“Yours be all the gain, as mine has been the charges;
[John Bull was so overjoyed that he was going to take possession of Ecclesdown, that nothing could vex him. “ Nic.,” quoth he, “I am just a going to “ leave thee; cast a kind look upon me at parting.”
Nic. looked sour and grum, and would not open
J. Bull. I wish thee all the success that thy heart can desire, and that these honest gentlemen of the long robe may have their bellyful of law.
[Nic. could stand it no longer; but flung out of the room with disdain, and beckoned the lawyers to follow him.]
* Difficulty of the march of part of the army to Dunkirk.
J. Bull. Buy, b’uy, Nic.; not one poor smile at parting 2 won't you shake your day-day, Nic. 2 b'uy, Nic. With that, John marched out of the common road, 'cross the country, to take possession of Ecclesdown.
Of the great joy that John expressed when he got possession of Ecclesdown ".
WHEN John had got into his castle, he seemed like Ulysses upon his plank after he had been well soused in salt water: who (as Homer says) was as glad as a judge going to sit down to dinner, after hearing a long cause upon the bench. I dare say John Bull's joy was equal to that of either of the two: he skipped from room to room; ran up stairs and down stairs, from the kitchen to the garrets, and from the garrets to the kitchen ; he peeped into every cranny; sometimes he admired the beauty of the architecture, and the vast solidity of the mason's work; at other times he commended the symmetry and proportion of the rooms. He walked about the gardens; he bathed himself in the canal, swimming, diving, and beating the liquid element, like a milk-white swan. The hall resounded with the sprightly violin, and the martial hautboy. The simily tript it about and capered, like hailstones bounding from a marble floor. Wine, ale,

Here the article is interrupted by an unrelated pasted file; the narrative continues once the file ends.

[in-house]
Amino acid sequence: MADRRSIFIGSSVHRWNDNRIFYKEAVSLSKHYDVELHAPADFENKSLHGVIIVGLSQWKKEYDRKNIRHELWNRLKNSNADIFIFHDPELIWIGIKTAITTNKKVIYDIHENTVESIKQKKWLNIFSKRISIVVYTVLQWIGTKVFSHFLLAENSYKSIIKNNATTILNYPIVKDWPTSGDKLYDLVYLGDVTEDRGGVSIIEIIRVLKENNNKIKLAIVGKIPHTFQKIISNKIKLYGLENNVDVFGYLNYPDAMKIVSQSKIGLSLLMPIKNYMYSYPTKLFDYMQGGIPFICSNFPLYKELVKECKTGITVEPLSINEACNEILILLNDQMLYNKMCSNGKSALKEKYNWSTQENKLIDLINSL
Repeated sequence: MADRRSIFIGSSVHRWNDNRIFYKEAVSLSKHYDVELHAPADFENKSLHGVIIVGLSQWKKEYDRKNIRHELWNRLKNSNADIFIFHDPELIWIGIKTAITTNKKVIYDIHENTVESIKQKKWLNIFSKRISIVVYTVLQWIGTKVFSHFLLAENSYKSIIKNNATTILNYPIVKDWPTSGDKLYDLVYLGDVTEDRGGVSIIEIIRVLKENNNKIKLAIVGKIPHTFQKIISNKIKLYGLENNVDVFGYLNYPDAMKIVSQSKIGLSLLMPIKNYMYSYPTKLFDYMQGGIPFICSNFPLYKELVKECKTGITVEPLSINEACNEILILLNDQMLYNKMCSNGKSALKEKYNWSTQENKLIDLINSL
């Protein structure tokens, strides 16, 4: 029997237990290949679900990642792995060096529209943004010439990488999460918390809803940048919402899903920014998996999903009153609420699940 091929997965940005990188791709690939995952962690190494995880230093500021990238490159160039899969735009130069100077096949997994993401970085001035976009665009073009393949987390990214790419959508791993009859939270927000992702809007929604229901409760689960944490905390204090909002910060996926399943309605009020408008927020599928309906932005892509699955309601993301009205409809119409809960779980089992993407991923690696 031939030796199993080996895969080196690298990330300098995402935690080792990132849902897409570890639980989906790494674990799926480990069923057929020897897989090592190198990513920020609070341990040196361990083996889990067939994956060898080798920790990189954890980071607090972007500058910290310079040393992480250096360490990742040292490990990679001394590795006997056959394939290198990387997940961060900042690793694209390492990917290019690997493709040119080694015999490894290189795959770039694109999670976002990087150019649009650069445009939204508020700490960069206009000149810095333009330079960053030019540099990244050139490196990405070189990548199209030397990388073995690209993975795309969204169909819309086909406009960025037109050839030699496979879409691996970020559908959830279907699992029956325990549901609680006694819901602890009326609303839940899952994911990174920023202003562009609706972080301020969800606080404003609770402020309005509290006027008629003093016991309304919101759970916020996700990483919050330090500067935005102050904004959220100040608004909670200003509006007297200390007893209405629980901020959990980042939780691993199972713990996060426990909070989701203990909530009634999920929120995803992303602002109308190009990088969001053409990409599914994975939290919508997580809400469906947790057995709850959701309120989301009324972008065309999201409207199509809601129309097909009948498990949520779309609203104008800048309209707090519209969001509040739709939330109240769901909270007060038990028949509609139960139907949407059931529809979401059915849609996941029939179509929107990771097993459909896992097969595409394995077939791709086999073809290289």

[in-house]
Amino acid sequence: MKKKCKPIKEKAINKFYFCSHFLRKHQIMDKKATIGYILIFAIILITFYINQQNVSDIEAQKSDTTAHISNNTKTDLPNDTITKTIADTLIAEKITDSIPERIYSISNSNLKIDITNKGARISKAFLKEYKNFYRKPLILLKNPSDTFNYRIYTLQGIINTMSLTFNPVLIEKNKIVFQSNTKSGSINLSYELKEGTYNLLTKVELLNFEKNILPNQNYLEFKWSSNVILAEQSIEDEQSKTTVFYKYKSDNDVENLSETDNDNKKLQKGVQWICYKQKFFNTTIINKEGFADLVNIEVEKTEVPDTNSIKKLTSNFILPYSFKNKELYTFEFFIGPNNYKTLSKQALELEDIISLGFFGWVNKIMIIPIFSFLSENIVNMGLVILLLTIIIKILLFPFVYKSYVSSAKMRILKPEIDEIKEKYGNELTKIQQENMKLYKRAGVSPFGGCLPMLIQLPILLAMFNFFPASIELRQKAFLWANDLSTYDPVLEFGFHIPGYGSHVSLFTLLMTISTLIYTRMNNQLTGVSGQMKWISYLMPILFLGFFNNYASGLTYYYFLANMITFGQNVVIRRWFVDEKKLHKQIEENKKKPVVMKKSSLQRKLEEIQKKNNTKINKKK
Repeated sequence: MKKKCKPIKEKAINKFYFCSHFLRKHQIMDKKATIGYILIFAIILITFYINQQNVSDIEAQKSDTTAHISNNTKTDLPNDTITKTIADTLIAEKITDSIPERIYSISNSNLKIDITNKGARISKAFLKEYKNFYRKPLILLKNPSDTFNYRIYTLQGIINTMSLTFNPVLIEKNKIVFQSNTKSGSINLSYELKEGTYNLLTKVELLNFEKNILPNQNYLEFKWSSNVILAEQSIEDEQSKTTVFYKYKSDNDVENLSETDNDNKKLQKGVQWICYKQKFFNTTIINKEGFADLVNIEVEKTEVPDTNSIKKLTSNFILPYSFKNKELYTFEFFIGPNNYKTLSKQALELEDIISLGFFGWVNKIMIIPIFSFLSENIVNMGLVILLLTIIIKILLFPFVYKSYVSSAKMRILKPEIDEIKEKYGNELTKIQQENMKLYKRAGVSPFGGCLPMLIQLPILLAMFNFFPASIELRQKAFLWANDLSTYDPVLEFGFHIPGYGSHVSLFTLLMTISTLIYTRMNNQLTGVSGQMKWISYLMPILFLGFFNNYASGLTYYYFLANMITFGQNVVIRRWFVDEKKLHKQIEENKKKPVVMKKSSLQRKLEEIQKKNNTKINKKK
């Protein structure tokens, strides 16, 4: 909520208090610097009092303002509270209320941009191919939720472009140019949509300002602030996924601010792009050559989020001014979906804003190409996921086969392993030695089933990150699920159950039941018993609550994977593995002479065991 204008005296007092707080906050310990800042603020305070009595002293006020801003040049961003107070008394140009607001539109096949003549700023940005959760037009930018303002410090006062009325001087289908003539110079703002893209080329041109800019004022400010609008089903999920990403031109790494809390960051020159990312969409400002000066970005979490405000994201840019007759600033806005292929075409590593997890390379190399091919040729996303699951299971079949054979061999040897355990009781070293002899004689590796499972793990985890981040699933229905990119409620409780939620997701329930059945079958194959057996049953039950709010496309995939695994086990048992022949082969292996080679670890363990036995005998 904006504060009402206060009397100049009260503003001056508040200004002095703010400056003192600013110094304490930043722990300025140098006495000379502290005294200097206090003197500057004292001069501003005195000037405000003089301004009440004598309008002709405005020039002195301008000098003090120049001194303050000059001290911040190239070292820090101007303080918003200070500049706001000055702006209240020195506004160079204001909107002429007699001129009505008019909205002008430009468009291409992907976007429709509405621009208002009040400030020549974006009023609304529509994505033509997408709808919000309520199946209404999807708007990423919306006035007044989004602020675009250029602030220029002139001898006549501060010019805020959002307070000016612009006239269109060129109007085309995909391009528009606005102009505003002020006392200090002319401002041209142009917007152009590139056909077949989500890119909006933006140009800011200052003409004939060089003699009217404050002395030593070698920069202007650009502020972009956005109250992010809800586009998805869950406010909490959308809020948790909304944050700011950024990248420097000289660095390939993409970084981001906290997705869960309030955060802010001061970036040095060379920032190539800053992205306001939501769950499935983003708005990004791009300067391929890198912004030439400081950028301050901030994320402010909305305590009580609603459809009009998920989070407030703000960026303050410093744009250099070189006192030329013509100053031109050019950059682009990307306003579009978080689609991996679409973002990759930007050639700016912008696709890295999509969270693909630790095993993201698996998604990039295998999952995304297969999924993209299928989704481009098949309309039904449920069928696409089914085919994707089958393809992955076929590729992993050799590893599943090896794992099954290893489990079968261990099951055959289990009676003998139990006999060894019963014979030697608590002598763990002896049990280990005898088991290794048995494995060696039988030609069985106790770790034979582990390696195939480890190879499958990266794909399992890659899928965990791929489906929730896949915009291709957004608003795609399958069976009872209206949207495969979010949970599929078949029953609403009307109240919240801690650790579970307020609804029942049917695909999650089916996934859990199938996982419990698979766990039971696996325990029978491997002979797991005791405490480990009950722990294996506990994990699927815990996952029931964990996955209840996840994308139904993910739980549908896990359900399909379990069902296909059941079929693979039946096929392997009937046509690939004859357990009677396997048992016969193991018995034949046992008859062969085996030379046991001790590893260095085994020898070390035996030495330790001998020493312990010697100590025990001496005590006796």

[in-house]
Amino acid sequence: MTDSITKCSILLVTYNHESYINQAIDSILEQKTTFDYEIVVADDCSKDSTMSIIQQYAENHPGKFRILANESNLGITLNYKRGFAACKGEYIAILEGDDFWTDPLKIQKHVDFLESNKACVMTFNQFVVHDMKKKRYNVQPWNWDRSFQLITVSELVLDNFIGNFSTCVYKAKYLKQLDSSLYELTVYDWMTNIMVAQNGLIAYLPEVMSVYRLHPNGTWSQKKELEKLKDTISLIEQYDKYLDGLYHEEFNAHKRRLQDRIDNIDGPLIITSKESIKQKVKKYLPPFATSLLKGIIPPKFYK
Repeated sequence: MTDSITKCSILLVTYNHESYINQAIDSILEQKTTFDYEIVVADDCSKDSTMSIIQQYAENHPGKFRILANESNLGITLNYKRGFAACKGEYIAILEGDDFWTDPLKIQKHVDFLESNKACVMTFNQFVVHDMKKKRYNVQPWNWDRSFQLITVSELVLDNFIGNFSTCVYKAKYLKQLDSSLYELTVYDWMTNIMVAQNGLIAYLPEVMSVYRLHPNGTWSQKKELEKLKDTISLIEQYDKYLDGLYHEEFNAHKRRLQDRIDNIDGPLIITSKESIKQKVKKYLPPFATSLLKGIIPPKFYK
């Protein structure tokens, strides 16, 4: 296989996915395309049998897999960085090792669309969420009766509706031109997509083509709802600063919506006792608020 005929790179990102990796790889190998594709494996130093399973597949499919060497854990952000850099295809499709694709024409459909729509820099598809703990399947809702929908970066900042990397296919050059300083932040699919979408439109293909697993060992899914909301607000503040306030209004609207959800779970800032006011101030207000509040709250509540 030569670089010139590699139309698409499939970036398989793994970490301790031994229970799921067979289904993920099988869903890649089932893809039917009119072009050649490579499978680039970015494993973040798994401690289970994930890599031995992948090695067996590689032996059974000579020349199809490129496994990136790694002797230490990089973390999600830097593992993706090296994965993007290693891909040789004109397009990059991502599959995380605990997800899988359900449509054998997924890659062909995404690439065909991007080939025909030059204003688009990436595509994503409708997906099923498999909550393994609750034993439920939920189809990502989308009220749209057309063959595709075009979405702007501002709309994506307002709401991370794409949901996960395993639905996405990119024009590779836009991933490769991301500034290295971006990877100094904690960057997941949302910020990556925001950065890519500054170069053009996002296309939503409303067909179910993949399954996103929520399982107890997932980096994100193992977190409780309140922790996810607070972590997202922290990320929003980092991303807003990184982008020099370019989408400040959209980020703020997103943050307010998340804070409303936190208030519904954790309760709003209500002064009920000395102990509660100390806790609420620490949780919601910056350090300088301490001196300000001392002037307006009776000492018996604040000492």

* Dunkirk. and
and october flew about as plentifully as kennel-water: then a solick took John in the head to call up some of Nic. Frog's pensioners, that had been so mutinous in his family. J. Bull. Are you glad to see your master in Ecclesdown castle : All. Yes, indeed, sir. J. Bull. Extremely glad 2 All. Extremely glad, sir. J. Bull. Swear to me, that you are so. Then they began to damn and sink their souls to the lowest pit of Hell, if any person in the world rejoiced more than they did. J. Bull. Now hang me, if I don't believe you are a parcel of perjured rascals; however, take this bumper of october to your master's health. Then John got upon the battlements, and, looking over, he called to Nic. Frog : “How d'ye do, Nic. D'ye see where I am, Nic. : “I hope the cause goes on swimmingly, Nic. When “dost thou intend to go to Claypool, Nic. : Wilt “ thou buy there some high heads of the newest cut “ for my daughters ? How comest thou to go with “thy arm tied up? Has old Lewis given thee a rap “over thy fingers-ends Thy weapon was a good “ one, when l wielded it, but the butt-end remains in “my hands. I am so busy in packing up my goods, “ that I have no time to talk with thee any longer. It “would do thy heart good to see what waggon-loads “I am preparing for market. If thou wantest any “good office of mine, for all that has happened, I “ will use thee well, Nic. Buy Nic.”